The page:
Fish Tank Review

Mia is a 15-year old council estate-dwelling girl with a short temper, a fractured relationship with her mother and a cider-drinking younger sister who knows far too many swear-words for her own good. Her only escape from this thankless existence is to retreat to an abandoned flat whenever possible and lose herself in hip-hop dancing. I’m pretty sure I wouldn’t naturally go out of my way to spend two hours with a girl like Mia, but thankfully, Andrea Arnold decided she wanted to. In doing so she’s made not only a brilliant and beautifully bruised character study, but also arguably one of the best films of the year.

The plot is a slight thing – it is more a film about being than doing – but the central event is the arrival of Connor (Michael Fassbender), the new man in Mia’s mother’s life, and the impact that he has on the impressionable and insecure Mia. From the moment that she encounters Connor half-naked in the kitchen, the film becomes electrified by an escalating sexual tension. Connor does nothing to defuse it, Mia doesn’t quite know what to do with it, and we know that it must lead somewhere, and it won’t be good.

Mia is played by newcomer Katie Jarvis in her first ever performance, and she demonstrates a natural ability in front of the camera. Her unselfconscious openness to Arnold’s camera draws us in to Mia’s confused life and worldview, so rather than watching from a distance and judging her, we live these moments alongside her. Fassbender, recently so brilliant in Inglourious Basterds, is also fantastic here in a totally different role. Initially he’s all effortless charm and knowing, but that is undercut by hints of insecurity that only become more pronounced as his character’s secrets are revealed.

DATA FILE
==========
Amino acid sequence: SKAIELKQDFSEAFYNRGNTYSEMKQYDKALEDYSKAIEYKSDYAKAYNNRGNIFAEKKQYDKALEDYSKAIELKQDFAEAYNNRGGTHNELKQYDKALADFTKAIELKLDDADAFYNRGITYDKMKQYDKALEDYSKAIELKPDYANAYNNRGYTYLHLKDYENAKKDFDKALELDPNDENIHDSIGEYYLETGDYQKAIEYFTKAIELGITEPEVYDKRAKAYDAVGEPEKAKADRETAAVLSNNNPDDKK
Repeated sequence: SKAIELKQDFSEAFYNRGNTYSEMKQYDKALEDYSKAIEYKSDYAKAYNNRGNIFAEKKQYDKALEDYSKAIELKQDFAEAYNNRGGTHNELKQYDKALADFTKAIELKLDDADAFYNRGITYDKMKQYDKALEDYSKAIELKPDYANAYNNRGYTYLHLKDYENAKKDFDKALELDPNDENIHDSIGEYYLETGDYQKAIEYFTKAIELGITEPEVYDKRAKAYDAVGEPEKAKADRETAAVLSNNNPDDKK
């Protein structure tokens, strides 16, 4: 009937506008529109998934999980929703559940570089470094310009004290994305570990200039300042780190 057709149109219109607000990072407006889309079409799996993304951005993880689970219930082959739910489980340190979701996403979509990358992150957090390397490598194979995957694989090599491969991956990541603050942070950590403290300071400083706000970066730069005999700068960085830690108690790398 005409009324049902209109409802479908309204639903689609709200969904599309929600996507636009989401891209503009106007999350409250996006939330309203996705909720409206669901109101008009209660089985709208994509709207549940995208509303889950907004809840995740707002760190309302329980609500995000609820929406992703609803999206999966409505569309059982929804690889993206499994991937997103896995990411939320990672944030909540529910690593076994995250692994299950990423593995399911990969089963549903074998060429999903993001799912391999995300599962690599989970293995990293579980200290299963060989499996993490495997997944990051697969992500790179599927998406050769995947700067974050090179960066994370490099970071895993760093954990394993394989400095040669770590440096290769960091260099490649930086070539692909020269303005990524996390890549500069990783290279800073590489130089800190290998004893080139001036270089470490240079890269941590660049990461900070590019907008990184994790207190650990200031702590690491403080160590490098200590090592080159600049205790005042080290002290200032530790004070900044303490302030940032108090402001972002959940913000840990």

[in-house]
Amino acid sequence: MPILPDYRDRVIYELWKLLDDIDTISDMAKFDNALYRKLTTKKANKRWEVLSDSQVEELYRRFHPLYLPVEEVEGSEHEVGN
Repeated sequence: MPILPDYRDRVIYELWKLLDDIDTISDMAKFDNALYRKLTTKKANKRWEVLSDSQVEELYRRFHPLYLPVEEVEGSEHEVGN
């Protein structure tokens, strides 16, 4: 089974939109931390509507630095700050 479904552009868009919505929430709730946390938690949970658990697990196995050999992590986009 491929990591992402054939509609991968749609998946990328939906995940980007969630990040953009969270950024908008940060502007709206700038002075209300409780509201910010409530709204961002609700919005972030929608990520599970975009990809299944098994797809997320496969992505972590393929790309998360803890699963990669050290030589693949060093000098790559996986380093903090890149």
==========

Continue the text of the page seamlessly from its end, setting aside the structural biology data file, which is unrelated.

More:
Arnold excels at creating tension using little more than naturalistic performances and precise camera movements, and in Fish Tank, just as in her Oscar-winning short film Wasp, it is the sense that some terrible event is always just around the corner that most strongly pervades the atmosphere. The effect here is to believably convey the fragility of any peace that the characters may find, and it lends an almost tangible intensity to much of the film.

But while Fish Tank is certainly dark, it is not all-pervadingly so. Arnold is as interested in life’s beauty as its struggles, and captures some truly transcendent moments – an impromptu dance to James Brown on a sunny afternoon; the oddly beautiful sight of a horse in an abandoned wasteland – with the assistance of her cinematographer Robbie Ryan. In fact, the beauty of the film’s composition is almost overwhelming at points; unlike so many British directors, Arnold has a large cinematic vision that sets her apart as a real artist.

If the film has one flaw, it’s the occasional weak plotting, which is only noticeable because the characterisation is so strong. When your lead character is so brilliantly realised it’s harder to get away with lapses in story logic, and this becomes apparent in a certain course of action Mia takes towards the end of the film. This is no slight on Andrea Arnold’s excellent achievement here though, and emphasises how strongly Fish Tank succeeds on every other level.

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